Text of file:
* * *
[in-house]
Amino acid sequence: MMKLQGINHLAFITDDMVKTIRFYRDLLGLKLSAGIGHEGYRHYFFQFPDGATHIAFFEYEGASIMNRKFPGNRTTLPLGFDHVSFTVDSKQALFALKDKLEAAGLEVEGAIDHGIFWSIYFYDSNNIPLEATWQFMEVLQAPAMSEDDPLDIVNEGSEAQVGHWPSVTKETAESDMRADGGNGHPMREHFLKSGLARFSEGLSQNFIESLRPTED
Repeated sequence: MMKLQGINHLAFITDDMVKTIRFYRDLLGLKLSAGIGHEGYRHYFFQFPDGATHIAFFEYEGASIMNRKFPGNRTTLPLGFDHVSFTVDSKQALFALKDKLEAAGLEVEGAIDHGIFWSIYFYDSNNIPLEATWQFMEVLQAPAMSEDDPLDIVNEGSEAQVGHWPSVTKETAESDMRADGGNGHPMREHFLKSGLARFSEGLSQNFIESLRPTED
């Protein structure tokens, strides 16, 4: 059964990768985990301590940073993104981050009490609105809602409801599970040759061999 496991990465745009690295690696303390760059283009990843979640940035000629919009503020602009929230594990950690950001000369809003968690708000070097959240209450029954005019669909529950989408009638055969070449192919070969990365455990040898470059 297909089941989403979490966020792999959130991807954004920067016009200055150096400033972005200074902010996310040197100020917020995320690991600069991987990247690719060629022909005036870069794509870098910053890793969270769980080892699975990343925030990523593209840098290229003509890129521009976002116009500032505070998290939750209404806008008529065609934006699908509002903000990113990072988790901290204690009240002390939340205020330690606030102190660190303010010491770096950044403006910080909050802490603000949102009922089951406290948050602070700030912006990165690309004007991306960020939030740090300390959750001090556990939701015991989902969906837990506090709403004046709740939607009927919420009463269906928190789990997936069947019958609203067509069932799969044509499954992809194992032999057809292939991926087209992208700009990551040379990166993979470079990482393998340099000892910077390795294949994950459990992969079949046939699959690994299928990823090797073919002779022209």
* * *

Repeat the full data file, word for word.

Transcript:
[in-house]
Amino acid sequence: MMKLQGINHLAFITDDMVKTIRFYRDLLGLKLSAGIGHEGYRHYFFQFPDGATHIAFFEYEGASIMNRKFPGNRTTLPLGFDHVSFTVDSKQALFALKDKLEAAGLEVEGAIDHGIFWSIYFYDSNNIPLEATWQFMEVLQAPAMSEDDPLDIVNEGSEAQVGHWPSVTKETAESDMRADGGNGHPMREHFLKSGLARFSEGLSQNFIESLRPTED
Repeated sequence: MMKLQGINHLAFITDDMVKTIRFYRDLLGLKLSAGIGHEGYRHYFFQFPDGATHIAFFEYEGASIMNRKFPGNRTTLPLGFDHVSFTVDSKQALFALKDKLEAAGLEVEGAIDHGIFWSIYFYDSNNIPLEATWQFMEVLQAPAMSEDDPLDIVNEGSEAQVGHWPSVTKETAESDMRADGGNGHPMREHFLKSGLARFSEGLSQNFIESLRPTED
């Protein structure tokens, strides 16, 4: 059964990768985990301590940073993104981050009490609105809602409801599970040759061999 496991990465745009690295690696303390760059283009990843979640940035000629919009503020602009929230594990950690950001000369809003968690708000070097959240209450029954005019669909529950989408009638055969070449192919070969990365455990040898470059 297909089941989403979490966020792999959130991807954004920067016009200055150096400033972005200074902010996310040197100020917020995320690991600069991987990247690719060629022909005036870069794509870098910053890793969270769980080892699975990343925030990523593209840098290229003509890129521009976002116009500032505070998290939750209404806008008529065609934006699908509002903000990113990072988790901290204690009240002390939340205020330690606030102190660190303010010491770096950044403006910080909050802490603000949102009922089951406290948050602070700030912006990165690309004007991306960020939030740090300390959750001090556990939701015991989902969906837990506090709403004046709740939607009927919420009463269906928190789990997936069947019958609203067509069932799969044509499954992809194992032999057809292939991926087209992208700009990551040379990166993979470079990482393998340099000892910077390795294949994950459990992969079949046939699959690994299928990823090797073919002779022209």